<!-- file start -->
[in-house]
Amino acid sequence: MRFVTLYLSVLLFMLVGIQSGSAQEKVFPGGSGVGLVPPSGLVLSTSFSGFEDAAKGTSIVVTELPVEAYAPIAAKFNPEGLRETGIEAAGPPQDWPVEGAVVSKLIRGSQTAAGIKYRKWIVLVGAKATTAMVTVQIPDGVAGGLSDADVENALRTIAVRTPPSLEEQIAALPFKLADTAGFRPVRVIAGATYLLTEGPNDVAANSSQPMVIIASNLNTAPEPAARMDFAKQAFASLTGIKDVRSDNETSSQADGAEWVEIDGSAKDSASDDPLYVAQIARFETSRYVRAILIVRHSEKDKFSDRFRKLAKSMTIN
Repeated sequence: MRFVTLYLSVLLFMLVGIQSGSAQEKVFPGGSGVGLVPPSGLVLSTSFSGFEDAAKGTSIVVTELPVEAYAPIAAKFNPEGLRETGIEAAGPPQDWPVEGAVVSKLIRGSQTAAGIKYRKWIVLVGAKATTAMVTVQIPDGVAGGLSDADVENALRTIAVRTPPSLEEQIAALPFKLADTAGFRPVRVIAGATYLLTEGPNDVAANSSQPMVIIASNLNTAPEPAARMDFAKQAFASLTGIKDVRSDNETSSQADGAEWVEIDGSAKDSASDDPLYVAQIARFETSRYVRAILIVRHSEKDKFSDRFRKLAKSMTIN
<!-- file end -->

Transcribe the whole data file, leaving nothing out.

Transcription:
[in-house]
Amino acid sequence: MRFVTLYLSVLLFMLVGIQSGSAQEKVFPGGSGVGLVPPSGLVLSTSFSGFEDAAKGTSIVVTELPVEAYAPIAAKFNPEGLRETGIEAAGPPQDWPVEGAVVSKLIRGSQTAAGIKYRKWIVLVGAKATTAMVTVQIPDGVAGGLSDADVENALRTIAVRTPPSLEEQIAALPFKLADTAGFRPVRVIAGATYLLTEGPNDVAANSSQPMVIIASNLNTAPEPAARMDFAKQAFASLTGIKDVRSDNETSSQADGAEWVEIDGSAKDSASDDPLYVAQIARFETSRYVRAILIVRHSEKDKFSDRFRKLAKSMTIN
Repeated sequence: MRFVTLYLSVLLFMLVGIQSGSAQEKVFPGGSGVGLVPPSGLVLSTSFSGFEDAAKGTSIVVTELPVEAYAPIAAKFNPEGLRETGIEAAGPPQDWPVEGAVVSKLIRGSQTAAGIKYRKWIVLVGAKATTAMVTVQIPDGVAGGLSDADVENALRTIAVRTPPSLEEQIAALPFKLADTAGFRPVRVIAGATYLLTEGPNDVAANSSQPMVIIASNLNTAPEPAARMDFAKQAFASLTGIKDVRSDNETSSQADGAEWVEIDGSAKDSASDDPLYVAQIARFETSRYVRAILIVRHSEKDKFSDRFRKLAKSMTIN